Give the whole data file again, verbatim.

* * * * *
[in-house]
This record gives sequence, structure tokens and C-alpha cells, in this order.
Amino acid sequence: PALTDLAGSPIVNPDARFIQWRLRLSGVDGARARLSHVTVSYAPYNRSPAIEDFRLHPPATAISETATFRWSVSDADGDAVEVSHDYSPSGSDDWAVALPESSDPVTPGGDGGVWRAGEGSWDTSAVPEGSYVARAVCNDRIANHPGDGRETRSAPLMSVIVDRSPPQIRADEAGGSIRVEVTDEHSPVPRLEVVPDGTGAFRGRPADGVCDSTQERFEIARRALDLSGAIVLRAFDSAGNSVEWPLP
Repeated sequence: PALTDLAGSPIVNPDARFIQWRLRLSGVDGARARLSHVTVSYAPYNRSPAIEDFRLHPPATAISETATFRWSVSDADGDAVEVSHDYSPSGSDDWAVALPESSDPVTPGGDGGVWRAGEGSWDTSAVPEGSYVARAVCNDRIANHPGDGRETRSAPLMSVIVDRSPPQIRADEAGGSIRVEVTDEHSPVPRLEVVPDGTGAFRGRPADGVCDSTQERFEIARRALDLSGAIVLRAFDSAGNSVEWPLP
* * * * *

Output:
[in-house]
This record gives sequence, structure tokens and C-alpha cells, in this order.
Amino acid sequence: PALTDLAGSPIVNPDARFIQWRLRLSGVDGARARLSHVTVSYAPYNRSPAIEDFRLHPPATAISETATFRWSVSDADGDAVEVSHDYSPSGSDDWAVALPESSDPVTPGGDGGVWRAGEGSWDTSAVPEGSYVARAVCNDRIANHPGDGRETRSAPLMSVIVDRSPPQIRADEAGGSIRVEVTDEHSPVPRLEVVPDGTGAFRGRPADGVCDSTQERFEIARRALDLSGAIVLRAFDSAGNSVEWPLP
Repeated sequence: PALTDLAGSPIVNPDARFIQWRLRLSGVDGARARLSHVTVSYAPYNRSPAIEDFRLHPPATAISETATFRWSVSDADGDAVEVSHDYSPSGSDDWAVALPESSDPVTPGGDGGVWRAGEGSWDTSAVPEGSYVARAVCNDRIANHPGDGRETRSAPLMSVIVDRSPPQIRADEAGGSIRVEVTDEHSPVPRLEVVPDGTGAFRGRPADGVCDSTQERFEIARRALDLSGAIVLRAFDSAGNSVEWPLP